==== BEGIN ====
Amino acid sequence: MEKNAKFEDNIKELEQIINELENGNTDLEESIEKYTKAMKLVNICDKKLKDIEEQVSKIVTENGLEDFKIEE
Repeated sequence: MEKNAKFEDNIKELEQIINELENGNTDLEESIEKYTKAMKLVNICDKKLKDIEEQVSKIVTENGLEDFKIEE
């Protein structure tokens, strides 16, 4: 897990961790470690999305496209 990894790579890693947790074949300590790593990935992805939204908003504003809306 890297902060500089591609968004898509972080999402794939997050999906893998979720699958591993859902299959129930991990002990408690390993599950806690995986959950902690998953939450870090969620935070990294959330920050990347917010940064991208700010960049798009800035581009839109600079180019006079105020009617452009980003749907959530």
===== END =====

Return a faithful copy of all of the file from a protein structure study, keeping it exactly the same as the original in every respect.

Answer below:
Amino acid sequence: MEKNAKFEDNIKELEQIINELENGNTDLEESIEKYTKAMKLVNICDKKLKDIEEQVSKIVTENGLEDFKIEE
Repeated sequence: MEKNAKFEDNIKELEQIINELENGNTDLEESIEKYTKAMKLVNICDKKLKDIEEQVSKIVTENGLEDFKIEE
């Protein structure tokens, strides 16, 4: 897990961790470690999305496209 990894790579890693947790074949300590790593990935992805939204908003504003809306 890297902060500089591609968004898509972080999402794939997050999906893998979720699958591993859902299959129930991990002990408690390993599950806690995986959950902690998953939450870090969620935070990294959330920050990347917010940064991208700010960049798009800035581009839109600079180019006079105020009617452009980003749907959530």